To address this shortcoming, the idea of taking advantage of the ubiquitous availability of smartphones has been proposed [8]. It stands to reason that novel data streams from digital sensors may provide a low-burden and scalable option to continuously quantify out-of-clinic real-world behaviors, which, in addition to traditional assessments in the clinic, could be used to bring psychiatry closer to realizing the consistently improved outcomes achieved by measurement-based care [9].

A number of studies have since explored the feasibility of linking smartphone or wearable data to clinical symptoms. In addition, passive sensing platforms have been built to collect smartphone data and examine the prediction of mental health clinical phenomena (Monsenso Monarca platform [10], Harvard Beiwe platform [11], Mindstrong [12], Dartmouth StudentLife platform [13], and [14], among others). A recent systematic meta-analysis review on the relationship between digital behavioral features and depressive mood symptoms concluded that this approach is promising [15]. However, most studies included in that review are not readily generalizable because of small sample sizes, where of the 26 studies of participants with mood disorders, all but one had fewer than 61 participants, and the median number of participants was 18. Furthermore, these studies were often designed as proof-of-concept investigations of single phone features (eg, actigraphy or GPS only). Even if meaningful correlations are found at this scale, the potential for identifying false-positive associations in situations where signals greatly outnumber clinical events cannot be ignored. Therefore, large-scale studies are necessary to adequately evaluate the associations and develop predictive models of clinical significance. A recent study examining the relationship coefficients between passive sensors and Patient Health Questionnaire (PHQ-2) for 271 individuals, for example, found that personalized models of behavioral features may be predictive of mood, with an area under the curve (AUC) of >0.5 for 81% of participants [16].


Therefore, we seek to create a scalable smartphone platform that can acquire robust, multisensor streams of passively collected signals from individuals with depression, in addition to longitudinal self-report survey measures. Here, we present the results of our first feasibility study with this platform app, where we aim to (1) deploy a user-friendly interface to achieve high study engagement among participants with depression while making enrollment and all study procedures fully remote and automated; (2) test the quality of collected passive and active data, including adherence to weekly PHQ-9 tasks; (3) demonstrate the ability to construct clinically relevant behavioral measures (features) from passive sensors and active inputs; and (4) preliminarily explore relationships between these features and symptoms of depression.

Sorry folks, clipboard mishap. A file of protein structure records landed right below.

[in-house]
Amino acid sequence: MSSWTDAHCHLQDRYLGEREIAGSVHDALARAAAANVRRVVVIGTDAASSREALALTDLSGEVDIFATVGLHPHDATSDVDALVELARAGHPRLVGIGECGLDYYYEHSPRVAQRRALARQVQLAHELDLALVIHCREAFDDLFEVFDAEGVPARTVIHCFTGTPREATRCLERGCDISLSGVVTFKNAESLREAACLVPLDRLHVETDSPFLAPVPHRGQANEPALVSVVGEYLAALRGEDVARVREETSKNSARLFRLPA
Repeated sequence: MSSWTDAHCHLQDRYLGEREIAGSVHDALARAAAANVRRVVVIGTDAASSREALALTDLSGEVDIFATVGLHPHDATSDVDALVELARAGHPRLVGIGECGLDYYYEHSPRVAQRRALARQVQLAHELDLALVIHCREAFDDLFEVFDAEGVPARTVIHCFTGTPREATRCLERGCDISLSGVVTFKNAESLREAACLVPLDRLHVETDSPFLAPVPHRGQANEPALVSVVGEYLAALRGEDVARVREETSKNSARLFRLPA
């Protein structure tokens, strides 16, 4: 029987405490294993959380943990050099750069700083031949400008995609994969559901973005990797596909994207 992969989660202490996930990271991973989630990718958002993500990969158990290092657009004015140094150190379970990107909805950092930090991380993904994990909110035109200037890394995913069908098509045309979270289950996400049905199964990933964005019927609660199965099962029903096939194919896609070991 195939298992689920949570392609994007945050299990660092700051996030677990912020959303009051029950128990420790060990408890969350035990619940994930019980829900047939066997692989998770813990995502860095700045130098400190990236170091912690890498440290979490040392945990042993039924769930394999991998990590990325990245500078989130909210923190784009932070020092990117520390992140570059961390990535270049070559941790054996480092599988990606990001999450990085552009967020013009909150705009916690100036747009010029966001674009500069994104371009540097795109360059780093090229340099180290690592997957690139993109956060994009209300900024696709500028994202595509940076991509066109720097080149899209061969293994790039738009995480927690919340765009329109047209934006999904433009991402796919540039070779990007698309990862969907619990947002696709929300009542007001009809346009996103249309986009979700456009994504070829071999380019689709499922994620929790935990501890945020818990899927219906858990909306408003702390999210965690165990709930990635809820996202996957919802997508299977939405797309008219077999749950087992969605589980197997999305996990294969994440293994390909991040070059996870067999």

To achieve these objectives, we conducted a remote feasibility study with 600 participants. Of those participants, 80% (480/600) were treatment-seeking individuals with self-reported depression. The focus on treatment-seeking individuals was motivated by the assumption that recent treatment may lead to behavior and mood changes that can be captured during the course of the study. The remaining participants were nondepressed controls. Participants were also randomly assigned to one of the three compensation cohorts (Multimedia Appendix 1), allowing us to empirically test the effect of financial incentives on study adherence. We hypothesized that participants in the highest compensation group would show higher study adherence than those in the lower compensation groups.

The mobile app recorded data from smartphone-based sensors and provided a chatbot user interface (Figure 1) designed to engage participants and to collect self-report measures. The feasibility of launching a comprehensive sensor-based tool was evaluated via an examination of data quality and missingness of sensor and survey data as well as whether we would succeed in deriving behavioral features from the recorded raw sensor data. For an exploratory analysis, we hypothesized that location-based and social features would be related to mood symptoms, given previous literature citing such relationships. Another exploratory aim of the study was to build a multivariate model to discriminate between participants with and without depression using the derived behavioral features.

Figure 1. User interface of the study app. (A) Mobile rendering of the first question of the self-administered Patient Health Questionnaire-9 survey. (B) The score for the Patient Health Questionnaire-9 survey was tabulated and put into context for the study participant. (C) An owl avatar was used to deliver messages and occasional celebratory gif images.
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Informed Consent